Mortality only significantly improved with VAT treatment in medical patients.
All other outcomes: not significant
VAT
- Pseudomonas = 72
- Acinobacter = 61
- Klebsiella = 10
- Serratia = 13
- E. coli = 9
- MRSA = 38
- MSSA = 8
[15]Prospective, single centre, 356 patients, all undergoing major cardiac proceduresFrequency of VAP = 7.87% (28/356)
Frequency of VAT = 8.15% (29/356)
-5/29 progressed to VAP
ICU-LOS
-VAP: significant increase in mean length of stay (p < 0.05)
-VAT: Insignificant difference
MV duration
-Significant longer in combined VAT/VAP group compared to no infection (p < 0.0001)
Mortality
-Significantly higher in VAP (16/28 = 57.1%) and VAT (6/29 = 20.7%) than non-colonized patients
VAP (28 total)
- Pseudomonas =5
- S. aureus = 5
- Serratia = 3
- Polymicrobial = 3
VAT (29 total)
- H. influenzae = 9
- Moraxella catarrhalis = 2
- Polymicrobial = 2
[10]Prospective, observational, case-control study1131 patientsVAT: 103/1131 (9.1%)
11/103 (10.6%) progressed to VAP
81/103 were control matched
ICU-LOS
-Significantly longer in VAT (p = 0.022)
MV duration
-Significantly longer in VAT (p = 0.015)
ICU mortality:
-No significant difference
VAT (n = 81)
- Pseudomonas = 32
- Serratia = 6
- H. influenzae = 5
- Enterobacter = 7
- MRSA = 19
- MSSA = 6
[11]Retrospective, single centre, case-control study792 patientsVAT: 70/792 (8%)
7/70 progressing to VAP
MV duration (p = 0.001) & ICU-LOS (p = 0.001) significantly longer in VAT
ICU mortality showed no significant difference
VAT
- Pseudomonas = 30
- Acinetobacter = 16
- Serratia = 6
- MRSA = 10
- MSSA = 5
[18]Phase III, double-blinded placebo-controlled, single centre study43 patientsn/aNumber of MV-free days not significantly different.
Mortality between the two groups were not significantly different.
n/a
[12]Prospective, multicentre, randomized controlled, unblinded study58 patients randomly assigned; 44 included in the analysisProgression to VAP
20/58 progressed to VAP
Progression to VAP, MV duration & mortality significantly improved with antibiotics treatment of VAT, causing the study to be terminated earlyVAT
- Pseudomonas = 32%
- MSSA = 3
- MRSA = 3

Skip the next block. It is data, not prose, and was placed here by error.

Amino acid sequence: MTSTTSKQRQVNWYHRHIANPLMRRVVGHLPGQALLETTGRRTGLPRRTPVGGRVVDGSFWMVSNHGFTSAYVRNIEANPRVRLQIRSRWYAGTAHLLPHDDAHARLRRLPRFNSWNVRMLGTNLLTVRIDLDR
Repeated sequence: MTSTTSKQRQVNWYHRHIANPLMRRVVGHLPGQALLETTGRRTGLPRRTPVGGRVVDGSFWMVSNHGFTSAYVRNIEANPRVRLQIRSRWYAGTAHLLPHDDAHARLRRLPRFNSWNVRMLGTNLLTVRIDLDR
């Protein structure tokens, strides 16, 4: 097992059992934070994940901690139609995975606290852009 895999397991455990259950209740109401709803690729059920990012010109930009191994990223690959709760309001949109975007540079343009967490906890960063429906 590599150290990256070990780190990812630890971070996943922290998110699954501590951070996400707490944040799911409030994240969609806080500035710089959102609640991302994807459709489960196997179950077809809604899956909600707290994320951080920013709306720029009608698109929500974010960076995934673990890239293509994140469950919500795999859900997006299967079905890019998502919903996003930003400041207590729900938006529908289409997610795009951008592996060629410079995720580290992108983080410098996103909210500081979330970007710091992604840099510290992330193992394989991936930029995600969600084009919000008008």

- E. coli = 3
- Proteus mirabilis = 3
[7]Single centre, prospective, observational study2060 patients admitted to ICU over 1 year; 111 were identified as having VAP or VATVAP: 83/111 (74.8%)
VAT: 28/111 (25.2%)
Progressed to VAP in 9 patients (32.1%)
No significant difference between ICU-LOS or MV duration between both VAT and VAP groups.
Mortality was not an outcome measured
VAP
- MRSA = 10
- MSSA = 9
- S. pneumoniae = 5
- Acinetobacter = 10
- Pseudomonas = 11
- Enterobacter = 6
VAT
- MRSA = 6
- MSSA = 4
- Acinetobacter = 5
- Pseudomonas = 3
- H. influenzae = 3
[6]Prospective, single ICU study188 patientsVAP & VAT: 43/188 (23%)
6 with VAT progressed to VAP (29%)
ICU-LOS
-VAT + VAP: both significantly longer (p < 0.02 & p = 0.02)
MV duration
-VAT: Significantly longer (p = 0.01)
-VAP: Significantly longer (p = 0.01)
Mortality
-VAT + VAP = no difference
VAP (28)
- MRSA = 6
- MSSA = 11
- E. coli = 3
VAT (21)
- MRSA = 5
- MSSA = 8
- P. aeruginosa = 4
[8]Prospective, observational, single centre cohort study236 patientsVAP:
78/236 (33.1%)
VAT:
42/236 (18%)
7/42 later progressed to VAP with same organism
ICU-LOS
-VAT: prolonged ICU stay (p = 0.007)
MV duration
-VAT: prolonged compared to no infection (p = 0.002), but significantly less than VAP (p = 0.004)
Mortality
-VAT: no increased mortality
VAP
- Acinobacter = 40%
VAT
- Acinobacter = 20%
- Pseudomonas = 10%
- Klebsiella = 8%
[14]Prospective, single centre, observational study287 patients ventilated for >48hrs in ICUSuspected (s) VARI= 77/287
-sVAT = 48 (62%)
-sVAP = 29 (38%)
ICU-LOS
-sVAP = significantly increased (p < 0.01)
-sVAT = significantly increased (p < 0.003)
n/a
[17]Prospective observational multicentre study1501 patientsVAT: 122/1501 (7.1%)
17 (13.9%) progressed to VAP
n/aVAT
- Pseudomonas = 44
- Enterobacter = 12
- E. coli = 6
- Acinetobacter = 14
- Klebsiella = 13
- MRSA 12
- MSSA 13
[9]Multicentre, prospective observational study2960 patients VAP: 269/2960 (12%)
VAT: 320/2960 (11%)
39 progressed to VAP
ICU-LOS
-significantly increased in VAT + VAP compared to no respiratory infection
MV duration
-significantly increased in VAT + VAP compared to no respiratory infection
VAP
- S. pneumoniae = 24
- Stenotrophomonas = 12
- MSSA = 80
- MRSA = 8
- Pseudomonas = 89
- Klebsiella = 53
- E. coli = 40
- Enterobacter = 46
VAT
- S. pneumoniae = 16
- Stenotrophomonas = 19
- MRSA= 8
- MSSA 66
- Pseudomonas = 79
- Klebsiella = 48
- H. nfluenzae = 32
- E. coli = 37
- Enterobacter = 35
Abbreviations: MSSA (methicillin-sensitive S.aureus); MRSA (methicillin-resistant S.aureus); MV (mechanical ventilation); LOS (length of stay); VARI: ventilator-associated lower respiratory infection; VAT: ventilator-associated tracheobronchitis; VAP: ventilator-associated pneumonia; ICU-LOS: intensive care unit length of stay; MV: mechanical ventilation.